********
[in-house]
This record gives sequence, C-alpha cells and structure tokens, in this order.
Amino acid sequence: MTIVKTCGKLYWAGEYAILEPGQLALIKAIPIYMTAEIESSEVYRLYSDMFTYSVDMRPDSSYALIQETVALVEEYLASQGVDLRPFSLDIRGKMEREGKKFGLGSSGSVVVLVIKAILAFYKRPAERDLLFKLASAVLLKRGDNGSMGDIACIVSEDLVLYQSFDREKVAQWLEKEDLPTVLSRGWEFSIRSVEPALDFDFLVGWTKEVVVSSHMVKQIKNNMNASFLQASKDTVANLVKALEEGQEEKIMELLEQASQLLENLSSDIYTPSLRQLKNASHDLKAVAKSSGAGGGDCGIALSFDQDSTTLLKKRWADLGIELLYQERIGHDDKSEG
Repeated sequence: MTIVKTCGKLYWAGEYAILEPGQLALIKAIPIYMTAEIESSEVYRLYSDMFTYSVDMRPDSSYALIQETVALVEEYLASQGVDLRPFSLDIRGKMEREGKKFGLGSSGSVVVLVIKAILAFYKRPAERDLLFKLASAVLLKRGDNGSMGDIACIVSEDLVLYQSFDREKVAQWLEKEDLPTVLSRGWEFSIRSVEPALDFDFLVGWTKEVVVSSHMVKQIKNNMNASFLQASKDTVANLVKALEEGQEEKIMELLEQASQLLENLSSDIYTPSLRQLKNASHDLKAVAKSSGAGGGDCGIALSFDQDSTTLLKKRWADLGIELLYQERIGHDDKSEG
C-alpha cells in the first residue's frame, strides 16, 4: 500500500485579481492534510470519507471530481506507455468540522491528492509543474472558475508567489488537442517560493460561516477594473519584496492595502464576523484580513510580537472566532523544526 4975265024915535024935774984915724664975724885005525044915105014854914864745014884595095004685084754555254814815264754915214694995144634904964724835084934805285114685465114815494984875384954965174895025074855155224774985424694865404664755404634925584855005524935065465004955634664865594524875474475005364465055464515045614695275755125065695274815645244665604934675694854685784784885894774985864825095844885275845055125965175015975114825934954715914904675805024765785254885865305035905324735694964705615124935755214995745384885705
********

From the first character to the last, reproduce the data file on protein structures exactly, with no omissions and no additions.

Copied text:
[in-house]
This record gives sequence, C-alpha cells and structure tokens, in this order.
Amino acid sequence: MTIVKTCGKLYWAGEYAILEPGQLALIKAIPIYMTAEIESSEVYRLYSDMFTYSVDMRPDSSYALIQETVALVEEYLASQGVDLRPFSLDIRGKMEREGKKFGLGSSGSVVVLVIKAILAFYKRPAERDLLFKLASAVLLKRGDNGSMGDIACIVSEDLVLYQSFDREKVAQWLEKEDLPTVLSRGWEFSIRSVEPALDFDFLVGWTKEVVVSSHMVKQIKNNMNASFLQASKDTVANLVKALEEGQEEKIMELLEQASQLLENLSSDIYTPSLRQLKNASHDLKAVAKSSGAGGGDCGIALSFDQDSTTLLKKRWADLGIELLYQERIGHDDKSEG
Repeated sequence: MTIVKTCGKLYWAGEYAILEPGQLALIKAIPIYMTAEIESSEVYRLYSDMFTYSVDMRPDSSYALIQETVALVEEYLASQGVDLRPFSLDIRGKMEREGKKFGLGSSGSVVVLVIKAILAFYKRPAERDLLFKLASAVLLKRGDNGSMGDIACIVSEDLVLYQSFDREKVAQWLEKEDLPTVLSRGWEFSIRSVEPALDFDFLVGWTKEVVVSSHMVKQIKNNMNASFLQASKDTVANLVKALEEGQEEKIMELLEQASQLLENLSSDIYTPSLRQLKNASHDLKAVAKSSGAGGGDCGIALSFDQDSTTLLKKRWADLGIELLYQERIGHDDKSEG
C-alpha cells in the first residue's frame, strides 16, 4: 500500500485579481492534510470519507471530481506507455468540522491528492509543474472558475508567489488537442517560493460561516477594473519584496492595502464576523484580513510580537472566532523544526 4975265024915535024935774984915724664975724885005525044915105014854914864745014884595095004685084754555254814815264754915214694995144634904964724835084934805285114685465114815494984875384954965174895025074855155224774985424694865404664755404634925584855005524935065465004955634664865594524875474475005364465055464515045614695275755125065695274815645244665604934675694854685784784885894774985864825095844885275845055125965175015975114825934954715914904675805024765785254885865305035905324735694964705615124935755214995745384885705